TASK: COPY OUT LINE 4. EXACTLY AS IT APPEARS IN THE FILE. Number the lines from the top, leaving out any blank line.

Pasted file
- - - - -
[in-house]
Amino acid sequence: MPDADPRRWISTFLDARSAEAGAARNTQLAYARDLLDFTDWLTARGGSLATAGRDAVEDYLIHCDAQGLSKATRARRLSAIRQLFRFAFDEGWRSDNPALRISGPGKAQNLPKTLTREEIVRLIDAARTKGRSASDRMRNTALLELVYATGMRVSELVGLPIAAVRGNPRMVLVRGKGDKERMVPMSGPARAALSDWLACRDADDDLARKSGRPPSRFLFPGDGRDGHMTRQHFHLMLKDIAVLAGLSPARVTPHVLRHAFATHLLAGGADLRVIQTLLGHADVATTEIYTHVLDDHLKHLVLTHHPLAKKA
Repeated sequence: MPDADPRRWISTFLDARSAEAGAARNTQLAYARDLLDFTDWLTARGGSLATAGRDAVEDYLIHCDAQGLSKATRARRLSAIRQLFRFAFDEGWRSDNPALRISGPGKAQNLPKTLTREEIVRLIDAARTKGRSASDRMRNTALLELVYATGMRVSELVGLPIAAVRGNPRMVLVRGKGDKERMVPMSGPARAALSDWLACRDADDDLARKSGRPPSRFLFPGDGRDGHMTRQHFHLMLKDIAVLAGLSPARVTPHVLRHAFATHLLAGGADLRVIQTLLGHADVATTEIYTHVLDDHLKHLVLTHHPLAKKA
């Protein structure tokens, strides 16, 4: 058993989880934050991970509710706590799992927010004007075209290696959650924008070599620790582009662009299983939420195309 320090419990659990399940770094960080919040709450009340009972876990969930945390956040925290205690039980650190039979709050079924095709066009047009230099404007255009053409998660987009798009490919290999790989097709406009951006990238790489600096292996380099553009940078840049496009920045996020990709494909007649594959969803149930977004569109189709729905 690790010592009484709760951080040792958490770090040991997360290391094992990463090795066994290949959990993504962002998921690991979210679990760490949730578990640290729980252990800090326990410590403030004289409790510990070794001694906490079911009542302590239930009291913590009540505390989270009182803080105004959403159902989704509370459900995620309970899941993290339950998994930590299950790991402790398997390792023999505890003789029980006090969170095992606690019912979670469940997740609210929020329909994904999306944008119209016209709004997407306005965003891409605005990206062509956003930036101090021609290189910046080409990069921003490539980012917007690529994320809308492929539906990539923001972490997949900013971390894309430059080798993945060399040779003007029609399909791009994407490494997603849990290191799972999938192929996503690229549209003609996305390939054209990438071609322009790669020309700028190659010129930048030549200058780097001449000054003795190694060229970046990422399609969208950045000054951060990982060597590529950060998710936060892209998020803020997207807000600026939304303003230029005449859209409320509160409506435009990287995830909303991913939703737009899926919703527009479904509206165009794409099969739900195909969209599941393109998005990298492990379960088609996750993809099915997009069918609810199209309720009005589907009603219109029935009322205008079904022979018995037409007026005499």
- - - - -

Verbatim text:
């Protein structure tokens, strides 16, 4: 058993989880934050991970509710706590799992927010004007075209290696959650924008070599620790582009662009299983939420195309 320090419990659990399940770094960080919040709450009340009972876990969930945390956040925290205690039980650190039979709050079924095709066009047009230099404007255009053409998660987009798009490919290999790989097709406009951006990238790489600096292996380099553009940078840049496009920045996020990709494909007649594959969803149930977004569109189709729905 690790010592009484709760951080040792958490770090040991997360290391094992990463090795066994290949959990993504962002998921690991979210679990760490949730578990640290729980252990800090326990410590403030004289409790510990070794001694906490079911009542302590239930009291913590009540505390989270009182803080105004959403159902989704509370459900995620309970899941993290339950998994930590299950790991402790398997390792023999505890003789029980006090969170095992606690019912979670469940997740609210929020329909994904999306944008119209016209709004997407306005965003891409605005990206062509956003930036101090021609290189910046080409990069921003490539980012917007690529994320809308492929539906990539923001972490997949900013971390894309430059080798993945060399040779003007029609399909791009994407490494997603849990290191799972999938192929996503690229549209003609996305390939054209990438071609322009790669020309700028190659010129930048030549200058780097001449000054003795190694060229970046990422399609969208950045000054951060990982060597590529950060998710936060892209998020803020997207807000600026939304303003230029005449859209409320509160409506435009990287995830909303991913939703737009899926919703527009479904509206165009794409099969739900195909969209599941393109998005990298492990379960088609996750993809099915997009069918609810199209309720009005589907009603219109029935009322205008079904022979018995037409007026005499």